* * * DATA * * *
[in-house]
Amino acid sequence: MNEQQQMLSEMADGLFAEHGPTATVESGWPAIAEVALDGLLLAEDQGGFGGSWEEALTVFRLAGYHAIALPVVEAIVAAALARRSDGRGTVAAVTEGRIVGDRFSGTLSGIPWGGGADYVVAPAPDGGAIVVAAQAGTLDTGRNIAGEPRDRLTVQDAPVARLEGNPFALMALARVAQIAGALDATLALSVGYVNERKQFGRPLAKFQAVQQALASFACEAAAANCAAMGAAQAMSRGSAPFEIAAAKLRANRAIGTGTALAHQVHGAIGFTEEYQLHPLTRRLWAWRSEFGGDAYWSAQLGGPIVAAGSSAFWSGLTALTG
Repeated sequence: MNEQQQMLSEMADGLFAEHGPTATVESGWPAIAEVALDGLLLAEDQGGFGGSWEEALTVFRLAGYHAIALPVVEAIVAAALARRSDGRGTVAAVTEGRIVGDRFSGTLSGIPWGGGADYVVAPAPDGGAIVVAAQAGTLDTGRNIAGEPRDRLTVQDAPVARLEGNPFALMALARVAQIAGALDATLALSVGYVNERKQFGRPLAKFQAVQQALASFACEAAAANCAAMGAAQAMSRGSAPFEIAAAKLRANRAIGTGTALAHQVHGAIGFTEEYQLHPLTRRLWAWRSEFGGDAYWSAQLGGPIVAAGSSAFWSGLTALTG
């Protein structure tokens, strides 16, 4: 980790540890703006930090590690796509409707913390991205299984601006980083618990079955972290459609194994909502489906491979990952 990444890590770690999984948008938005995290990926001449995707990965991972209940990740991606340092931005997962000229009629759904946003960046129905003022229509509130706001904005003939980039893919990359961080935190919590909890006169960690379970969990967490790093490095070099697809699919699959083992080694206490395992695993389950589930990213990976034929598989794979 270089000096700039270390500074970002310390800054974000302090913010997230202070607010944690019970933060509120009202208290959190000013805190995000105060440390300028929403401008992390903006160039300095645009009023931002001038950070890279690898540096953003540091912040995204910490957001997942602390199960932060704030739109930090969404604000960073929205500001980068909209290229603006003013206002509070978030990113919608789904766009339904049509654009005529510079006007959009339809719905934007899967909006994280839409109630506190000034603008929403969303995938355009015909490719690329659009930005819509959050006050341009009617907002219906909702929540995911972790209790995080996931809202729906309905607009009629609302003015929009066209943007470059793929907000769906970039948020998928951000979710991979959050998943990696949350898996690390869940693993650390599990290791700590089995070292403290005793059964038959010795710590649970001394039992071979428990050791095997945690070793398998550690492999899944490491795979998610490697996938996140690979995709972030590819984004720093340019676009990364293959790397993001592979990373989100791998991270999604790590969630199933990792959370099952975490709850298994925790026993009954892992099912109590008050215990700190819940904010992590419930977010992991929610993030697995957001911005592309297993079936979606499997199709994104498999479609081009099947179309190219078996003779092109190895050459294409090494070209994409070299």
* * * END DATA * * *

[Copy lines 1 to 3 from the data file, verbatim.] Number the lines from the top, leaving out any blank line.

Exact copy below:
[in-house]
Amino acid sequence: MNEQQQMLSEMADGLFAEHGPTATVESGWPAIAEVALDGLLLAEDQGGFGGSWEEALTVFRLAGYHAIALPVVEAIVAAALARRSDGRGTVAAVTEGRIVGDRFSGTLSGIPWGGGADYVVAPAPDGGAIVVAAQAGTLDTGRNIAGEPRDRLTVQDAPVARLEGNPFALMALARVAQIAGALDATLALSVGYVNERKQFGRPLAKFQAVQQALASFACEAAAANCAAMGAAQAMSRGSAPFEIAAAKLRANRAIGTGTALAHQVHGAIGFTEEYQLHPLTRRLWAWRSEFGGDAYWSAQLGGPIVAAGSSAFWSGLTALTG
Repeated sequence: MNEQQQMLSEMADGLFAEHGPTATVESGWPAIAEVALDGLLLAEDQGGFGGSWEEALTVFRLAGYHAIALPVVEAIVAAALARRSDGRGTVAAVTEGRIVGDRFSGTLSGIPWGGGADYVVAPAPDGGAIVVAAQAGTLDTGRNIAGEPRDRLTVQDAPVARLEGNPFALMALARVAQIAGALDATLALSVGYVNERKQFGRPLAKFQAVQQALASFACEAAAANCAAMGAAQAMSRGSAPFEIAAAKLRANRAIGTGTALAHQVHGAIGFTEEYQLHPLTRRLWAWRSEFGGDAYWSAQLGGPIVAAGSSAFWSGLTALTG